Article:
Summary of the King’s Speech – November 2023

Less than a year from a general election and with the Conservative Party lagging behind Labour in the polls, today’s King’s Speech, the first in over 70 years, sharpened the electoral dividing lines between both major parties. With the election – and a potential change of government – looming, it is unlikely Sunak will be able to push all 21 bills through Parliament beforehand. Journalists had thus touted that the speech would act as a de facto manifesto, an attempt by Sunak and his government to frame him as the “change candidate” and reboot a deflated Party. The reality was a speech lacking any truly ground-breaking announcements. 

The legislative programme nonetheless set the Government’s tone moving into the election. Previewing the speech earlier this week, Sunak suggested it would deliver a “brighter future for the country”, focused on “long term decisions” rather than “short term gimmicks”, echoing his broader narrative that he is the leader taking the sensible, tough decisions, including through rolling back net zero policy commitments. In that vein, the government placed criminal justice at the heart of the speech, promising harsher, longer sentences for criminals.

In a potential sign of what is to come in the Autumn Statement, the Government outlined its focus on tackling inflation, the cost of living, and low levels of economic growth. The speech gave little away about how the Government planned to achieve these ambitious goals broader than increasing trade and inward investment. The question is now whether the Autumn Statement will contain bolder policies and promises, further establishing the political tone moving into the general election.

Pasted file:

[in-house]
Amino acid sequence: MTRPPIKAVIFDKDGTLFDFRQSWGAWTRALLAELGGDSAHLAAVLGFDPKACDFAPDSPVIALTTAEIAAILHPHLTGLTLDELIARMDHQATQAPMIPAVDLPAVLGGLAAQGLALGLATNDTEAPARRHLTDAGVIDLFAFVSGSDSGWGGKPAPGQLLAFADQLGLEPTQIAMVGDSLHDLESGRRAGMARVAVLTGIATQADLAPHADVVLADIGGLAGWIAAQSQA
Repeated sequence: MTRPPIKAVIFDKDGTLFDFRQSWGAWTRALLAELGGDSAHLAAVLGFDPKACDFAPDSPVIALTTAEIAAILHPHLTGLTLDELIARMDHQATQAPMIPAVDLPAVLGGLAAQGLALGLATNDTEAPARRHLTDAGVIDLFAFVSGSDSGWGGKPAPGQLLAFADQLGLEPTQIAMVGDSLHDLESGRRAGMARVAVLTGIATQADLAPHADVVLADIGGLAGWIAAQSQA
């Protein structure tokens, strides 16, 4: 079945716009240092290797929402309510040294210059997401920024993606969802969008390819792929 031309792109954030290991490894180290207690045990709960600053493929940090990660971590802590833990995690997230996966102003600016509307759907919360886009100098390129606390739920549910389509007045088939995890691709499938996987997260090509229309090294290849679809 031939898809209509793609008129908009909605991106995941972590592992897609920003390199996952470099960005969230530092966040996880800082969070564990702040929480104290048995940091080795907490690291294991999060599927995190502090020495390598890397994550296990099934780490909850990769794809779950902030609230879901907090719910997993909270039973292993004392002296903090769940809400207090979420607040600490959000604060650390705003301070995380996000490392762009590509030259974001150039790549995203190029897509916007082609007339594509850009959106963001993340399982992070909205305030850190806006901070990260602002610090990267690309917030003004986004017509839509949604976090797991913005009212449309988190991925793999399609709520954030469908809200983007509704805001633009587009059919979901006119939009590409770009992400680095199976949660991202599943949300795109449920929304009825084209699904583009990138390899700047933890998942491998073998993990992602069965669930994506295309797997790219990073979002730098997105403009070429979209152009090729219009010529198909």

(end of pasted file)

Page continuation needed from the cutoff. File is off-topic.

All eyes were on King Charles III as he delivered the speech, with policies such as the decision to allow new North Sea oil and gas licensing rounds every year flagrantly at odds with His Majesty’s well-known support for action on climate change. While Sunak has previously pledged his commitment to tackling climate change and biodiversity loss, these goals were not addressed through the legislative agenda, in line with his government’s new approach to the climate transition. 

Ahead of the speech, Sir Keir Starmer tweeted that the Government would not “deliver” on ambitious aims such as getting Britain building, cutting energy bills and improving the NHS, but that Labour would. In a statement, he said that Britain was “crying out” for long-term change. 

Please see below for a summary of the legislation that was set out in the speech today. An FTI Consulting Public Affairs Snapshot, which will follow later today, will provide further analysis of the King’s Speech and what it signals for Sunak’s premiership. 

It is also relevant to note that despite being trailed in the media, there was no explicit mention of airlines and pricing in the King’s Speech, or the published briefing setting out further details of the Bill’s introduced during his speech. The Digital Markets, Competition and Consumers Bill listed below will be of most interest, as it aims to “empower consumers to help them get the deal that is right for them and increase their confidence in the products they buy and services they use.”

This summary was provided by our public affairs agency FTi.


Danni de Nervaux

Marketing Campaign and PR Manager

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